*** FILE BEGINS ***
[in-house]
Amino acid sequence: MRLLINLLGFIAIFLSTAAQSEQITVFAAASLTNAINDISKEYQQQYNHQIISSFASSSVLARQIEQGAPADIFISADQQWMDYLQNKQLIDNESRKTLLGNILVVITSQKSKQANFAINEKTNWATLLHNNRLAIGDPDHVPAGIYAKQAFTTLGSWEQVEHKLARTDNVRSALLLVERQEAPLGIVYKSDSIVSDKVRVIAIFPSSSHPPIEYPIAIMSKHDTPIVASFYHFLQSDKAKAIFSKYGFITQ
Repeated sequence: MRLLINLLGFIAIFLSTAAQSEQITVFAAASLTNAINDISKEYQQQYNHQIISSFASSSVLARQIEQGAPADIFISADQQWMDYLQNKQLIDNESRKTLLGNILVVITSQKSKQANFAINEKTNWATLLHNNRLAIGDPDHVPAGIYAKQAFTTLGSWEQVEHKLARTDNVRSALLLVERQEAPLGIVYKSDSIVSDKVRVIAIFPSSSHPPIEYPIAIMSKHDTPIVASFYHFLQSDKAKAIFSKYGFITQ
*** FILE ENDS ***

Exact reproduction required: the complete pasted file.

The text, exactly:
[in-house]
Amino acid sequence: MRLLINLLGFIAIFLSTAAQSEQITVFAAASLTNAINDISKEYQQQYNHQIISSFASSSVLARQIEQGAPADIFISADQQWMDYLQNKQLIDNESRKTLLGNILVVITSQKSKQANFAINEKTNWATLLHNNRLAIGDPDHVPAGIYAKQAFTTLGSWEQVEHKLARTDNVRSALLLVERQEAPLGIVYKSDSIVSDKVRVIAIFPSSSHPPIEYPIAIMSKHDTPIVASFYHFLQSDKAKAIFSKYGFITQ
Repeated sequence: MRLLINLLGFIAIFLSTAAQSEQITVFAAASLTNAINDISKEYQQQYNHQIISSFASSSVLARQIEQGAPADIFISADQQWMDYLQNKQLIDNESRKTLLGNILVVITSQKSKQANFAINEKTNWATLLHNNRLAIGDPDHVPAGIYAKQAFTTLGSWEQVEHKLARTDNVRSALLLVERQEAPLGIVYKSDSIVSDKVRVIAIFPSSSHPPIEYPIAIMSKHDTPIVASFYHFLQSDKAKAIFSKYGFITQ